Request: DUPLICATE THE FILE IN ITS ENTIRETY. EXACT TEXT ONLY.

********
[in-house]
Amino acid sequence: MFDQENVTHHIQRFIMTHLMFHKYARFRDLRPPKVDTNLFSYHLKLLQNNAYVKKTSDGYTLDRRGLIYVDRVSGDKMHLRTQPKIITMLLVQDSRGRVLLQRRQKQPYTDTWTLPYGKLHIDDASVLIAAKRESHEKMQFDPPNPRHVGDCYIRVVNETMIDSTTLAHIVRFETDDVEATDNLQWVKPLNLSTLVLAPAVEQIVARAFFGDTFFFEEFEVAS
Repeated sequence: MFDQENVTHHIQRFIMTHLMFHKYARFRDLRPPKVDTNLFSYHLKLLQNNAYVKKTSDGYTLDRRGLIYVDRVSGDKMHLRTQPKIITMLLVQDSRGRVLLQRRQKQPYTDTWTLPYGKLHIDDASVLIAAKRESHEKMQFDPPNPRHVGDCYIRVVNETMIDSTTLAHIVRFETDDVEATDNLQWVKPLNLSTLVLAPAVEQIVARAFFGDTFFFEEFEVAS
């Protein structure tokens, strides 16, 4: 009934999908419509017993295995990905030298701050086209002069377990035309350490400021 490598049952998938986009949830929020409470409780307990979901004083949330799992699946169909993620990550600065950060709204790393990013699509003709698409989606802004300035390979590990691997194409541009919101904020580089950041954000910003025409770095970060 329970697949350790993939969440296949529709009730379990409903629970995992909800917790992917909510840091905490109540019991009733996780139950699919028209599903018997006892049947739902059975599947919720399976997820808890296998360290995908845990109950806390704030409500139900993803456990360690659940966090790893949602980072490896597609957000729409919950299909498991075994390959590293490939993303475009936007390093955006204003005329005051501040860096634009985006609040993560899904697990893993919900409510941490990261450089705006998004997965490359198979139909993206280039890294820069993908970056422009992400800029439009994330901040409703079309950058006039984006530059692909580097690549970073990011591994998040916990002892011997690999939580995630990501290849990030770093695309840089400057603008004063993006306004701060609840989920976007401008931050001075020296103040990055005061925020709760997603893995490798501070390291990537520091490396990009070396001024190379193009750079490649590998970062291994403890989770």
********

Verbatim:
[in-house]
Amino acid sequence: MFDQENVTHHIQRFIMTHLMFHKYARFRDLRPPKVDTNLFSYHLKLLQNNAYVKKTSDGYTLDRRGLIYVDRVSGDKMHLRTQPKIITMLLVQDSRGRVLLQRRQKQPYTDTWTLPYGKLHIDDASVLIAAKRESHEKMQFDPPNPRHVGDCYIRVVNETMIDSTTLAHIVRFETDDVEATDNLQWVKPLNLSTLVLAPAVEQIVARAFFGDTFFFEEFEVAS
Repeated sequence: MFDQENVTHHIQRFIMTHLMFHKYARFRDLRPPKVDTNLFSYHLKLLQNNAYVKKTSDGYTLDRRGLIYVDRVSGDKMHLRTQPKIITMLLVQDSRGRVLLQRRQKQPYTDTWTLPYGKLHIDDASVLIAAKRESHEKMQFDPPNPRHVGDCYIRVVNETMIDSTTLAHIVRFETDDVEATDNLQWVKPLNLSTLVLAPAVEQIVARAFFGDTFFFEEFEVAS
């Protein structure tokens, strides 16, 4: 009934999908419509017993295995990905030298701050086209002069377990035309350490400021 490598049952998938986009949830929020409470409780307990979901004083949330799992699946169909993620990550600065950060709204790393990013699509003709698409989606802004300035390979590990691997194409541009919101904020580089950041954000910003025409770095970060 329970697949350790993939969440296949529709009730379990409903629970995992909800917790992917909510840091905490109540019991009733996780139950699919028209599903018997006892049947739902059975599947919720399976997820808890296998360290995908845990109950806390704030409500139900993803456990360690659940966090790893949602980072490896597609957000729409919950299909498991075994390959590293490939993303475009936007390093955006204003005329005051501040860096634009985006609040993560899904697990893993919900409510941490990261450089705006998004997965490359198979139909993206280039890294820069993908970056422009992400800029439009994330901040409703079309950058006039984006530059692909580097690549970073990011591994998040916990002892011997690999939580995630990501290849990030770093695309840089400057603008004063993006306004701060609840989920976007401008931050001075020296103040990055005061925020709760997603893995490798501070390291990537520091490396990009070396001024190379193009750079490649590998970062291994403890989770």